During dinner while discussing horror one recent magical night, I blurted out the following theory:
“All horror is body horror.”
Others in the conversation strongly disagreed. It’s not a theory I’ve really thought about before now, and as I’ve mulled it over since my brash unfounded assertion, I’ve started to think I might be right.
On the most basic level, horror is the only genre defined by an emotion, and emotions arise from the body. So I win. You can go home now.
Going a little deeper, horror exploits our fear of death and bodily changes in every story involving a monster or a killer. Survival instincts make the heart race, and the risk of becoming a monster (perfected in the zombie genre) makes it a double threat. Double the heart-palpitating fun and disgust.
Cosmic horror may seem supernatural and far removed from the body, but if the threat is the indifference or hostility of a universe that steps on humans like humans step on ants, the fear of smallness and annihilation is at work. This goes back to the primal fears of infants unable to sustain themselves without a larger protective force. We’ve all been small, and we don’t want to be abandoned to the elements in our nappy.
Understanding hell is kind of a hobby of mine. It’s my way of preparing for the breakdown of my body and the inevitable loss of familiar people and things in the world around me as I become obsolete. My worst fear is that my mind will go. Maybe it’s already gone. Because when it happens, I won’t know it’s happening. I’ll be making random unfounded statements at dinner and then trying to backpedal and make sense of them later.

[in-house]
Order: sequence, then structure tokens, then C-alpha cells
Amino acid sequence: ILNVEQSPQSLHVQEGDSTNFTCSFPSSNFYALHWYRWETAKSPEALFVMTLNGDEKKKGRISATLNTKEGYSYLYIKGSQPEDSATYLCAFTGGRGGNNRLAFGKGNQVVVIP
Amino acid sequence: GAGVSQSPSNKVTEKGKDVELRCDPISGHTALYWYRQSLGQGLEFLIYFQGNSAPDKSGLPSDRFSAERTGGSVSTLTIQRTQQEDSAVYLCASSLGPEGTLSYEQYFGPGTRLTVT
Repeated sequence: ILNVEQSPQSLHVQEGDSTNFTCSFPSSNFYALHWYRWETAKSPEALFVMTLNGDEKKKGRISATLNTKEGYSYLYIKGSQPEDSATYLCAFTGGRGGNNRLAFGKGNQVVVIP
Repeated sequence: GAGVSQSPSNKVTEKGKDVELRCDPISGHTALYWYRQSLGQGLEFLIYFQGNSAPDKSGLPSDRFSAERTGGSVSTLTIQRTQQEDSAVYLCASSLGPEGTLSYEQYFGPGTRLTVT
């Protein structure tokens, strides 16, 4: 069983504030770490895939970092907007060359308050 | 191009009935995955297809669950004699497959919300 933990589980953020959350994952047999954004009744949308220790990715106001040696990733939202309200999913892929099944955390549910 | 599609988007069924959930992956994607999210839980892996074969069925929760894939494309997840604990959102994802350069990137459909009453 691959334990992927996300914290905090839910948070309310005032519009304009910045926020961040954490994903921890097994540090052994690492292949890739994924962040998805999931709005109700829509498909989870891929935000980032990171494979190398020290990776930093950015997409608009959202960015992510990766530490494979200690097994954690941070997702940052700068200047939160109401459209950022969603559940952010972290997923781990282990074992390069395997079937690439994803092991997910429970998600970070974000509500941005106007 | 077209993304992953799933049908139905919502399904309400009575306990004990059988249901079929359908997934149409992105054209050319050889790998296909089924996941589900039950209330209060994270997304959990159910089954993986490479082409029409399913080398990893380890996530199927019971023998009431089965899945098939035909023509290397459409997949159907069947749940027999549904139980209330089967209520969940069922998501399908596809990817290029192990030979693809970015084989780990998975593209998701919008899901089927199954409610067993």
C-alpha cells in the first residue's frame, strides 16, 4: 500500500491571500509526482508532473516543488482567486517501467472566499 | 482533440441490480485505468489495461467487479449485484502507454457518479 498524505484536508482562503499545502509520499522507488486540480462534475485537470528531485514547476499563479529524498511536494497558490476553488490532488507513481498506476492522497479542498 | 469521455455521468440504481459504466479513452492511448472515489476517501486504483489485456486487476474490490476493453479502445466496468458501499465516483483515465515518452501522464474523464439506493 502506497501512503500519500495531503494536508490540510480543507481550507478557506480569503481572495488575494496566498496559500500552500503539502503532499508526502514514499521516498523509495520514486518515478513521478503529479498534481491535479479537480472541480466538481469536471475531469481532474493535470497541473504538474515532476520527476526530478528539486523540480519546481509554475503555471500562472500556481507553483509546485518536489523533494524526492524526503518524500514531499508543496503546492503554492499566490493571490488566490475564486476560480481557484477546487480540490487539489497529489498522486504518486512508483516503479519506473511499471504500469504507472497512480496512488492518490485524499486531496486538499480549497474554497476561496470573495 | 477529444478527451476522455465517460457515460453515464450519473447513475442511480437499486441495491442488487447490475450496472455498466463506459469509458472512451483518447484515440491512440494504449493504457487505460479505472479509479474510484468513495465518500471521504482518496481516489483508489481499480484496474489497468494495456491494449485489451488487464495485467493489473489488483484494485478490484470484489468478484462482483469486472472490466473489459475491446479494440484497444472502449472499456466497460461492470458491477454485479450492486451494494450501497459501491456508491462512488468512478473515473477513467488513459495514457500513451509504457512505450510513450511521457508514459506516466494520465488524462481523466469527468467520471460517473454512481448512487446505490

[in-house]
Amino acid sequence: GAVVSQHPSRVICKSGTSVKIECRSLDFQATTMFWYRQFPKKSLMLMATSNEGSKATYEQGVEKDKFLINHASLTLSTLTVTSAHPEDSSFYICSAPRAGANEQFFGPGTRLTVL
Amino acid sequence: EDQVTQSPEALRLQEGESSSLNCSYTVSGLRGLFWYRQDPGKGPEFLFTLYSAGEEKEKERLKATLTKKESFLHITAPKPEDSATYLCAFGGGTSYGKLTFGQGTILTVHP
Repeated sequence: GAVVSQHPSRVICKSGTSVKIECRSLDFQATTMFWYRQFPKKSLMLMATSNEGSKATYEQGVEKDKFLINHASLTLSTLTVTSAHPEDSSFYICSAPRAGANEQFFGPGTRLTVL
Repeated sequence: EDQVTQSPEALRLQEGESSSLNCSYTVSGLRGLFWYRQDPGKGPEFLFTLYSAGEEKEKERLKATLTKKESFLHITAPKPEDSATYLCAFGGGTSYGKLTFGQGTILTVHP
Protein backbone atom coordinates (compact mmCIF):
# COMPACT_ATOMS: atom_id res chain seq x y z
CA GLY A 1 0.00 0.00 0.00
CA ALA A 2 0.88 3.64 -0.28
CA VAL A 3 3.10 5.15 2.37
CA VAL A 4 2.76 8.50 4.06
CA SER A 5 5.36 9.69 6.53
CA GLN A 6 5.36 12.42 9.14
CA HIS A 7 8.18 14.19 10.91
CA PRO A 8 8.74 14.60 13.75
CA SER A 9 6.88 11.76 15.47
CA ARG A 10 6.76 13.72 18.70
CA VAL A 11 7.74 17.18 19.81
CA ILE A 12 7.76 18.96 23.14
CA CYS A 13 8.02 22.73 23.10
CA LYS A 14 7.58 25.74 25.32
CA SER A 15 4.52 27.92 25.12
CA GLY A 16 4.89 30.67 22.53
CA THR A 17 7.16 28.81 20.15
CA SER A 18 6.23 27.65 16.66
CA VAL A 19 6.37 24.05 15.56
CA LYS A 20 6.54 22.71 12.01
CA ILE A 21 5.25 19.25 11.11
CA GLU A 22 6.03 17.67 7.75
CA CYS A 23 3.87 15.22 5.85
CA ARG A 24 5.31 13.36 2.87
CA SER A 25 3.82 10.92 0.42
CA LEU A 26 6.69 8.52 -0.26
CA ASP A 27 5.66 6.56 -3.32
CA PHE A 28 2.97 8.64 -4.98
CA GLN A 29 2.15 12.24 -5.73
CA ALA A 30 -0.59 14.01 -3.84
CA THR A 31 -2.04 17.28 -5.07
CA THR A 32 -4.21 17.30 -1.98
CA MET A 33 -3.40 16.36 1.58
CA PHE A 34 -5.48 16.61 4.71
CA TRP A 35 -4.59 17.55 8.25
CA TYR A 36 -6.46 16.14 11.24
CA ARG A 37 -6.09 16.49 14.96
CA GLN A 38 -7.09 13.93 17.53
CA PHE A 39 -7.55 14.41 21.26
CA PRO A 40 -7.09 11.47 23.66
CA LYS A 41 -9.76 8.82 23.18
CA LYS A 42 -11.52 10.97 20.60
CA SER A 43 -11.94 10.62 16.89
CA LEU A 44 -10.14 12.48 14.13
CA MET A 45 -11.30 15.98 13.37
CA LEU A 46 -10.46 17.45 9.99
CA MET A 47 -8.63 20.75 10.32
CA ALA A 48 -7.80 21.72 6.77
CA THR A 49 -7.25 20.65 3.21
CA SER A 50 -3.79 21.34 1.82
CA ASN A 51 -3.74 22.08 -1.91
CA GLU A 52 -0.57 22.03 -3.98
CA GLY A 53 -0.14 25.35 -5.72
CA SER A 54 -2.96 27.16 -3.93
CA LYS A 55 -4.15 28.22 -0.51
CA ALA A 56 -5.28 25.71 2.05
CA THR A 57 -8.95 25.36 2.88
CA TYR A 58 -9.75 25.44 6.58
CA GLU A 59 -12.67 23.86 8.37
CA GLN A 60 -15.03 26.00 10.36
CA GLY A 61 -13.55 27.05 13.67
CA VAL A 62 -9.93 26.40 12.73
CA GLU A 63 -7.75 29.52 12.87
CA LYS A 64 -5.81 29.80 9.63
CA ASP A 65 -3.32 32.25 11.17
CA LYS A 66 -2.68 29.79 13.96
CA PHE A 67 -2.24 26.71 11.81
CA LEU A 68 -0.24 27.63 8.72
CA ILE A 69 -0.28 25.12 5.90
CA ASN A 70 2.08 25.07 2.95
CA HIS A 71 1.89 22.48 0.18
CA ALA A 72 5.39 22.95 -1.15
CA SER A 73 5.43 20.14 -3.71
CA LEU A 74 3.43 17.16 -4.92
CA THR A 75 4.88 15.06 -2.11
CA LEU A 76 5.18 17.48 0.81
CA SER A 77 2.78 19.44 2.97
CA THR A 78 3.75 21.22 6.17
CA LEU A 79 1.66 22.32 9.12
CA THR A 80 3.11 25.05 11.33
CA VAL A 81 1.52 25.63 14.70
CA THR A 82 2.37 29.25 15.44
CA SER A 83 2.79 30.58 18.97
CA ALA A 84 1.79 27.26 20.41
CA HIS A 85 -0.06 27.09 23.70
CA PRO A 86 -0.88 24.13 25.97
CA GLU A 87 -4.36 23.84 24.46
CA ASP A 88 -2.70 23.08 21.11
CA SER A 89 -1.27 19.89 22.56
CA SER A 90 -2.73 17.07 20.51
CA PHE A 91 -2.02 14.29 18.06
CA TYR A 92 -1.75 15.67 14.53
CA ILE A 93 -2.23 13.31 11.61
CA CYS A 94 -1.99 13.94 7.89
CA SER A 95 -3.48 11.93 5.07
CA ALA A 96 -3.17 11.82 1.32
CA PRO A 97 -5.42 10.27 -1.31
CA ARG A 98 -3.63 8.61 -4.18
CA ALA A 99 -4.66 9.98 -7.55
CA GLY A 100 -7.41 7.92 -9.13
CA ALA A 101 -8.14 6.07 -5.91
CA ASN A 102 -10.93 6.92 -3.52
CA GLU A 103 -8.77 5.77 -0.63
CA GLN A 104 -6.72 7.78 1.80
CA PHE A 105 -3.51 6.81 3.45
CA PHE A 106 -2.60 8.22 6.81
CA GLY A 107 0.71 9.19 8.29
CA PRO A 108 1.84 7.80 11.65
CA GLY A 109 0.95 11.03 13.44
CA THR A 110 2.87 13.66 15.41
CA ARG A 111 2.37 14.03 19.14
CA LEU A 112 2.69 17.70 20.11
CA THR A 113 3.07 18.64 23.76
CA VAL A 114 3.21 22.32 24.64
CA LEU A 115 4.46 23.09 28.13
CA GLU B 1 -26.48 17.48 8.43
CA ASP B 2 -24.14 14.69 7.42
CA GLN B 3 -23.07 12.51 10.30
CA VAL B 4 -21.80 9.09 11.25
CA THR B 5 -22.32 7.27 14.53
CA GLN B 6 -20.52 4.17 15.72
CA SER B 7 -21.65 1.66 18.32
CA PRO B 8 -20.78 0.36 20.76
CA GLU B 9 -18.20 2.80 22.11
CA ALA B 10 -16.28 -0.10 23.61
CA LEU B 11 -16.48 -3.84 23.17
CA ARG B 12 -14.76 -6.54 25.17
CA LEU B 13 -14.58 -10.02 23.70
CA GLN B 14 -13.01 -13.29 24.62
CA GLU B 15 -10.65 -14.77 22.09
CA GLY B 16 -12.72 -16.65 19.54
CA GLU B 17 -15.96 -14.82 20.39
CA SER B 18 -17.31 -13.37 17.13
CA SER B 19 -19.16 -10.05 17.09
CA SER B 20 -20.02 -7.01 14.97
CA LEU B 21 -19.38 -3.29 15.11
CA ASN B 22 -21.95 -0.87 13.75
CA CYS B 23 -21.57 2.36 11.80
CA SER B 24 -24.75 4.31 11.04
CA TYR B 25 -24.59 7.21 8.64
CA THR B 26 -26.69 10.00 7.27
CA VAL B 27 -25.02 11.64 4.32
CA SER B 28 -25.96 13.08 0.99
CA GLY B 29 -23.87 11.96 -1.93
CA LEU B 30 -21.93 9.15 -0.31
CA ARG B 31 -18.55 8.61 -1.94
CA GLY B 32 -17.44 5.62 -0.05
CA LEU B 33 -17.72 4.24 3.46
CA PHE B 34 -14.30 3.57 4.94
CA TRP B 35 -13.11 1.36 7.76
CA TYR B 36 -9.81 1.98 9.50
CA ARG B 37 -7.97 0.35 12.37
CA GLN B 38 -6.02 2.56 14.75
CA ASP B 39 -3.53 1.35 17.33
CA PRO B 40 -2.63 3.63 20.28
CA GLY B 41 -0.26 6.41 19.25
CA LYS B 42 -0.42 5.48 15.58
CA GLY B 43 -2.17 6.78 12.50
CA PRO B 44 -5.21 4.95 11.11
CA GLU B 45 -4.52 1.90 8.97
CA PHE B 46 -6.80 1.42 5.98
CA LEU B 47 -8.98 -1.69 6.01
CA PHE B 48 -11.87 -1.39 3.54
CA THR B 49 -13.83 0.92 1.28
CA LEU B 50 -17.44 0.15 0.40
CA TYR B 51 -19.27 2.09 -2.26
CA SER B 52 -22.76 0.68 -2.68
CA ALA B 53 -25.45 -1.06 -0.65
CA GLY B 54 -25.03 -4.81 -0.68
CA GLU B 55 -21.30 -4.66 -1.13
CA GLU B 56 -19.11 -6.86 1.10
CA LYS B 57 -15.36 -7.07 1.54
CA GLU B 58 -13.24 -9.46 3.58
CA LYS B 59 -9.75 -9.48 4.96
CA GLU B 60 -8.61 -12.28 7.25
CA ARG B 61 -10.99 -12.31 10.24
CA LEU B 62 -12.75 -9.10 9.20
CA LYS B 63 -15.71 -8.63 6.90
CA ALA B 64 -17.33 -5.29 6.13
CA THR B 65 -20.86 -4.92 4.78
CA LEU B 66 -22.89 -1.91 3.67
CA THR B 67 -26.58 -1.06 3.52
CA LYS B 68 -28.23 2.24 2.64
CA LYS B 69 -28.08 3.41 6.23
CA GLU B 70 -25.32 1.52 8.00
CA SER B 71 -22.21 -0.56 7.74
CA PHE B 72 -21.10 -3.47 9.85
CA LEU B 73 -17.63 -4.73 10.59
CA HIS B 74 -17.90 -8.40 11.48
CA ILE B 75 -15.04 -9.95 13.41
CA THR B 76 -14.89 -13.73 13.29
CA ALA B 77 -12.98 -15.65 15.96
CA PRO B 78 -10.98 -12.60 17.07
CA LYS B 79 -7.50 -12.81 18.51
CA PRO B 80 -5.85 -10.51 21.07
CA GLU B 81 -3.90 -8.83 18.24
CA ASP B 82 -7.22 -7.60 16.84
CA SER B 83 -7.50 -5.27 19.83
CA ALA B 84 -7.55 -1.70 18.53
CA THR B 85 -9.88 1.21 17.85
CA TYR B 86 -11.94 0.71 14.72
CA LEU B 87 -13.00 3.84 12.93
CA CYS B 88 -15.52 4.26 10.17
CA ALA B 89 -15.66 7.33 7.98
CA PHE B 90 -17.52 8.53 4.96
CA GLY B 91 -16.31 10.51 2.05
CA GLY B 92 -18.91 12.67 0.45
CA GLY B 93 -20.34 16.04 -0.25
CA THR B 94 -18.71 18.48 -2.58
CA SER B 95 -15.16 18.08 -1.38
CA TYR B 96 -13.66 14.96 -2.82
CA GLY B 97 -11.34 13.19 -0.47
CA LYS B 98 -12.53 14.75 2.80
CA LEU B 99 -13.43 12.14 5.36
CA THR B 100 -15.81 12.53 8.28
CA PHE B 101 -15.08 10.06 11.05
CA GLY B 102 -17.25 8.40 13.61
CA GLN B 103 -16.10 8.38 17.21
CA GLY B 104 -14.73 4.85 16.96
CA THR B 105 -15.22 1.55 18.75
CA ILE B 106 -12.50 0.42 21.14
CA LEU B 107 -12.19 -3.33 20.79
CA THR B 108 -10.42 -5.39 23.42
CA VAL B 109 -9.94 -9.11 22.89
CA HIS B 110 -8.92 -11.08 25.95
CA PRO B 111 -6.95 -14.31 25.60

Oh, wait a minute…
Even the fear of losing one’s mind is body horror. The mind is part of the body. Ah, but it’s not that simple when you really start thinking, is it? Because most of us perceive a difference between our thinking mind and the physical activity of our brain. We like to see ourselves as more than a sloshing bucket of chemicals. With electricity. And genitals.
Philosophy and religion get really messy when they try to prove there is a world or mind beyond the body. I enjoy poking at these questions and attributing unfounded ideas to characters in my stories because this sort of faith in ourselves is such a sad and lovely and sometimes scary part of being human. The arguments are self-referential, the logic is circular, but we do it all the time as a means of resisting the inescapable oppression of the body and the devastation of loss.
Clearly I haven’t worked all this out in a detailed thesis–I’m busy with a whole list of writing projects that I’m reserving my more intense cognitive energy for. I’m curious, though, if there’s an example of horror with no element of body horror, and if it will stand up to a psychological analysis.
Come on. Fight me.